openDemocracyUK

Governing without majorities

Stuart Wilks-Heeg
16 April 2010

The Democratic Audit has just published a paper on what we are now learning to call 'A Balanced Parliament'.

The key points it makes are:

  • Parliaments in which no single party had a majority of MPs, or out of which a coalition government was formed, were the norm in UK politics before 1945.
  • The somewhat pejorative term, ‘hung Parliament’, was not introduced into British political debate until the 1970s; in an increasingly multi-party system, the term ‘balanced Parliament’ would be preferable.
  • Recent electoral trends suggest that single-party majority governments will become less likely in the UK, even without reform of the electoral system.
  • The Cabinet Office model for determining the appointment of a Prime Minister in a ‘hung Parliament’ is based on a questionable interpretation of precedent and is flawed.
  • Recent discussion of the possibility and implications of a so called ‘hung Parliament’ has failed to consider these issues from a specifically democratic standpoint.
  • If the general election produces a ‘hung Parliament’, serious deficiencies in the UK’s constitutional arrangements may well produce a controversial appointment of the next Prime Minister and create a moment of constitutional crisis.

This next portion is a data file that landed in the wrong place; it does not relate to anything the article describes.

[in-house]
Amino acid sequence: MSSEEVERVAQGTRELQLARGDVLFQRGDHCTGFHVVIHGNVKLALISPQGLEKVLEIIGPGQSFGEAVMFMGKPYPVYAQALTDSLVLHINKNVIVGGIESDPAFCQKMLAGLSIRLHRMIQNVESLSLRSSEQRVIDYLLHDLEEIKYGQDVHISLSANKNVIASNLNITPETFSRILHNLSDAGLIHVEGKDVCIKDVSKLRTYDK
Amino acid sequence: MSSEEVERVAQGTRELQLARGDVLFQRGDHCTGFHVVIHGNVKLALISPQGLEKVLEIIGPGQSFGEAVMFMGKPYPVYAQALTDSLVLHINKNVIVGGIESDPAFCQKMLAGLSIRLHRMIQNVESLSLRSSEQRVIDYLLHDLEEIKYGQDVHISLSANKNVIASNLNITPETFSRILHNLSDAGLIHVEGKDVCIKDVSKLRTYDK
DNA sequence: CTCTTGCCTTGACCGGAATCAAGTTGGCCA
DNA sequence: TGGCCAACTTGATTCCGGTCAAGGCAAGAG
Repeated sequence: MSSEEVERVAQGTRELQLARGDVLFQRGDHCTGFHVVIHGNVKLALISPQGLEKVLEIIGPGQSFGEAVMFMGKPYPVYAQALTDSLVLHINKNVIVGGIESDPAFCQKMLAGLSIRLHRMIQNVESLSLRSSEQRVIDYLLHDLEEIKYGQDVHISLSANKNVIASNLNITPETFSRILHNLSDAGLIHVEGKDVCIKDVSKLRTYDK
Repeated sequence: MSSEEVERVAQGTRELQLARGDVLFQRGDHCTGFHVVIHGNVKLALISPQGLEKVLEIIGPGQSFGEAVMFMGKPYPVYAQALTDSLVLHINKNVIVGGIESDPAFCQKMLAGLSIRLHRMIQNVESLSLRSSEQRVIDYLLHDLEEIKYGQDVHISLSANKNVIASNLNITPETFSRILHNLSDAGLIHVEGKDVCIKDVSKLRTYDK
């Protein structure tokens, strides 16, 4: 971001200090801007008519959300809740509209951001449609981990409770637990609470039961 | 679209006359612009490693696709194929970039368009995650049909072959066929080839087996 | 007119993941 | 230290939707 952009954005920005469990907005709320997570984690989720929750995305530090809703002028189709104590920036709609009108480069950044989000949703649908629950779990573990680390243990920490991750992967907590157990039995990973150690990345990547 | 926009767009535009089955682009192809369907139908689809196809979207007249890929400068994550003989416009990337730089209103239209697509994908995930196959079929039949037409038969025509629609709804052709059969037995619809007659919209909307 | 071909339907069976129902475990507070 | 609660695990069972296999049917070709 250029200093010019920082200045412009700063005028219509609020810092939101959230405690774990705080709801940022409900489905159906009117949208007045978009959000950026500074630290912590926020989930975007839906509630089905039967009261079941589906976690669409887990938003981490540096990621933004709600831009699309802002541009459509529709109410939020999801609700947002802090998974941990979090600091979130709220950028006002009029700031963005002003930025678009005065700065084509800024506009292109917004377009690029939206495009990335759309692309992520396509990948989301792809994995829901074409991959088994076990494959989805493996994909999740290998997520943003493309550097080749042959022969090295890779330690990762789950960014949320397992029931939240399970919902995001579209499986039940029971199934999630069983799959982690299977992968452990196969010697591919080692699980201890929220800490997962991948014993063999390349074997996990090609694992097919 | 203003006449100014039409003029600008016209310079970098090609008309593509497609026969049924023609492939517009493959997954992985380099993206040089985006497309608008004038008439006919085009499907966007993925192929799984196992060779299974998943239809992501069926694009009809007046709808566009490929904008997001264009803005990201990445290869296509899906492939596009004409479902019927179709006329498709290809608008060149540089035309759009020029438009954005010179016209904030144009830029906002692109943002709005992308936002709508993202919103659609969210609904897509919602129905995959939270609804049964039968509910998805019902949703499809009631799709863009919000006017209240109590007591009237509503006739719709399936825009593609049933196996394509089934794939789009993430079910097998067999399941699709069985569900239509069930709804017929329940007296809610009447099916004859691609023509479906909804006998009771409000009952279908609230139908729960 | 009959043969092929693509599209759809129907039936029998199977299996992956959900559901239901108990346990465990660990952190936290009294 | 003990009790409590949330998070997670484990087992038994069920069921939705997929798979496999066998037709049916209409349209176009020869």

You can read it here

Is it time to pay reparations?

The Black Lives Matter movement has renewed demands from activists in the US and around the world seeking compensation for the legacies of slavery and colonialism. But what would a reparative economic agenda practically entail and what models exist around the world?

Join us for this free live discussion at 5pm UK time (12pm EDT), Thursday 17 June.

Hear from:

  • Keeanga-Yamahtta Taylor: Author of Race for Profit: How Banks and the Real Estate Industry Undermined Black Homeownership
  • Esther Stanford-Xosei: Jurisconsult, Pan-Afrikan Reparations Coalition in Europe (PARCOE).
  • Ronnie Galvin: Managing Director for Community Investment, Greater Washington Community Foundation and Senior Fellow, The Democracy Collaborative.
  • Chair, Aaron White: North American economics editor, openDemocracy
Who is bankrolling Britain's democracy? Which groups shape the stories we see in the press; which voices are silenced, and why? Sign up here to find out.

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